Friday, February 04, 2011

“What are you listening to?”

I mentioned in my first post that I listened to audio books. Several readers have asked me, “But do you think that’s the same as reading?” (Meaning, I think, “Do you think that’s as good as reading?”) Is it a substitute for reading? For some it might be: a friend has found them a godsend for her book-loving mother, who can no longer read because of failing eyesight. For those with visual learning disabilities, audio books may open doors. For most, however, listening to a book is simply a different experience.

Perhaps the most obvious way listening is different is when it’s done. Most “readers” of audio books use them to pass the time on long drives. They’re certainly better than talk radio! I don’t drive much, but I listen to books when I’m walking, gardening and even doing housework (but not while cooking – that’s a recipe for disaster.) There are three architects here in town who listen to them while drafting – they take turns choosing what to listen to. A Westover Hills patron is a claims adjuster for a large insurer who listens to them while processing claims. Yet another listens as she makes jewelry. In today’s multi-tasking world, audio books seem right at home.

Another difference might be the kind of books one listens to. I don’t read David Baldacci or Jodi Picoult, but I like to listen to them. At one time I didn’t read nonfiction, but I enjoyed listening to it. Conversely, there are books I read but would never consider listening to. For me it is usually a question of how much of my attention a book demands, since I am always doing something else when I listen.

Audio books also introduce a third person into our experience: the narrator. Communication between author and reader is usually a dialogue, with our imaginations providing voices and setting the pace. The performer of an audio book assumes those responsibilities for us, and we may not always agree with his or her interpretation. Authors often read their own books, which can add to the experience. Malcom Gladwell is a wonderful reader, for example. I have listened to two of his books (Outliers and Blink) and read two – I think listening to him is even better than reading him. He also reads his recently published collection of essays originally published in The New Yorker, What the Dog Saw. I wish I hadn't already read them all! Some authors, however, should stick to writing. (I won’t mention names.)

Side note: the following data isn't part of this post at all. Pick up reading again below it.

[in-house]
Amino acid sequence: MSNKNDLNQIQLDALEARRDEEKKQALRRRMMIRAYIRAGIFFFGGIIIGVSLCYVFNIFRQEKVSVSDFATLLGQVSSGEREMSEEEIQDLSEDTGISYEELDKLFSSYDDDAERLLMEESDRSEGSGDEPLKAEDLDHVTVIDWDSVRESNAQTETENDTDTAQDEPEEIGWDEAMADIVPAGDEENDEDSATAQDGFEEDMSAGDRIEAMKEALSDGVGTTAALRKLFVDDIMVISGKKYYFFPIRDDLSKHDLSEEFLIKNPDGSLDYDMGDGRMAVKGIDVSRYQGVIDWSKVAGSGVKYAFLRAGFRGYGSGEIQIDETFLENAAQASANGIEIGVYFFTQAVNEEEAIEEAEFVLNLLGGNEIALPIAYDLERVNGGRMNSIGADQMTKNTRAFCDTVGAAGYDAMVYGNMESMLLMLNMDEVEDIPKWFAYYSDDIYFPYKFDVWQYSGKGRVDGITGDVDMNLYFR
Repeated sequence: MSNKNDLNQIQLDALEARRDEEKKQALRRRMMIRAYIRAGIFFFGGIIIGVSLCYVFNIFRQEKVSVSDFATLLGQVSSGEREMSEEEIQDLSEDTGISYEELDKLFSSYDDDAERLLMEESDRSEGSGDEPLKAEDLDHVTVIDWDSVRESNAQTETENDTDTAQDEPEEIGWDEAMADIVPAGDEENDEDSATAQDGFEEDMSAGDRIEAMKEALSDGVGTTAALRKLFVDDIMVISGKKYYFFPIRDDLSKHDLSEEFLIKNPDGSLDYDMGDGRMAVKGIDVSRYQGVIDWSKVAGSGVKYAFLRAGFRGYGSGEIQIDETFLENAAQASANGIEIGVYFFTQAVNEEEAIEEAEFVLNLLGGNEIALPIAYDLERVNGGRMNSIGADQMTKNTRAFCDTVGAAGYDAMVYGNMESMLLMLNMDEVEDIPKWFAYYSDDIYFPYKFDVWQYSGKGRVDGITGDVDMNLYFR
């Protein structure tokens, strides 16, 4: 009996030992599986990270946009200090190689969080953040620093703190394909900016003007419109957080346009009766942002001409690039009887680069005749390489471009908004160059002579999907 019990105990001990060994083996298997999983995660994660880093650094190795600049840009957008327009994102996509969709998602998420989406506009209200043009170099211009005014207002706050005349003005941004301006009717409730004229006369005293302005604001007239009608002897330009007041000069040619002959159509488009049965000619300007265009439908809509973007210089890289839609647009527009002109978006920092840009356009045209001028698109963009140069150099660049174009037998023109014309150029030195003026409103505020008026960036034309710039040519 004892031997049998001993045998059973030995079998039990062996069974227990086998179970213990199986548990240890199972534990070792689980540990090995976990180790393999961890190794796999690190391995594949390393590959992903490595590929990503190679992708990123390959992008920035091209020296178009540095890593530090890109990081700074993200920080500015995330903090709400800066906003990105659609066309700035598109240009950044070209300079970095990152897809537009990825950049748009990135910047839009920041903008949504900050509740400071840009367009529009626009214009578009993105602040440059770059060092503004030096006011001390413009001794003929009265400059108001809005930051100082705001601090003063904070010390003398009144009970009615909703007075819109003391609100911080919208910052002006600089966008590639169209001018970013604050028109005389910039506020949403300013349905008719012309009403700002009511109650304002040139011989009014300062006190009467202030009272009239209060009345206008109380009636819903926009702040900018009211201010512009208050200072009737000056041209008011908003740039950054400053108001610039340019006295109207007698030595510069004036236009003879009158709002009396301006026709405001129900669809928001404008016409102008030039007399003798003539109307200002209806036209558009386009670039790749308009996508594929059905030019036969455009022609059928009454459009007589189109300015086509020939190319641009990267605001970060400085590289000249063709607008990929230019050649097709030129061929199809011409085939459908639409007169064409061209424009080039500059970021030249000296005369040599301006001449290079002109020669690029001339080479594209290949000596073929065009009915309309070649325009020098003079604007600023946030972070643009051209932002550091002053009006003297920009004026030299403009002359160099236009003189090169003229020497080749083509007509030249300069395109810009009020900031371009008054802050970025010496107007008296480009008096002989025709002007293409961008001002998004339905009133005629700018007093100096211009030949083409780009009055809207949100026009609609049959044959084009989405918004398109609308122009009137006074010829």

More often, audio book readers are television or stage performers, who bring a touch of drama to the experience, assuming different characters’ voices and adjusting their delivery to the action. Dion Graham is a master audio book performer, most recently of the new audio version of Dave Eggars’ A Heartbreaking Work of Staggering Genius. Books with multiple narrators or points of view read by different performers usually make for good listening: the audio version of the best-seller The Help, by Kathryn Stockett, has gotten rave reviews from patrons who listened to it; Jodi Picoult’s books also lend themselves to performances by multiple readers.

If you’ve never considered an audio book, I encourage you to give one a try. They’ve come a long way since the concept of “books on tape” was first introduced. The Richmond Public Library has a wide selection of current releases, many of them available in MP3 format. (And, in answer to the question, "What are you listening to?" that started this discussion: Mary Ann In Autumn, by Armistead Maupin, a twenty-years later sequel to his charming series, Tales of the City, read by the author. )

1 comment:

Anonymous said...

Good suggestions - the links to your catalog are handy.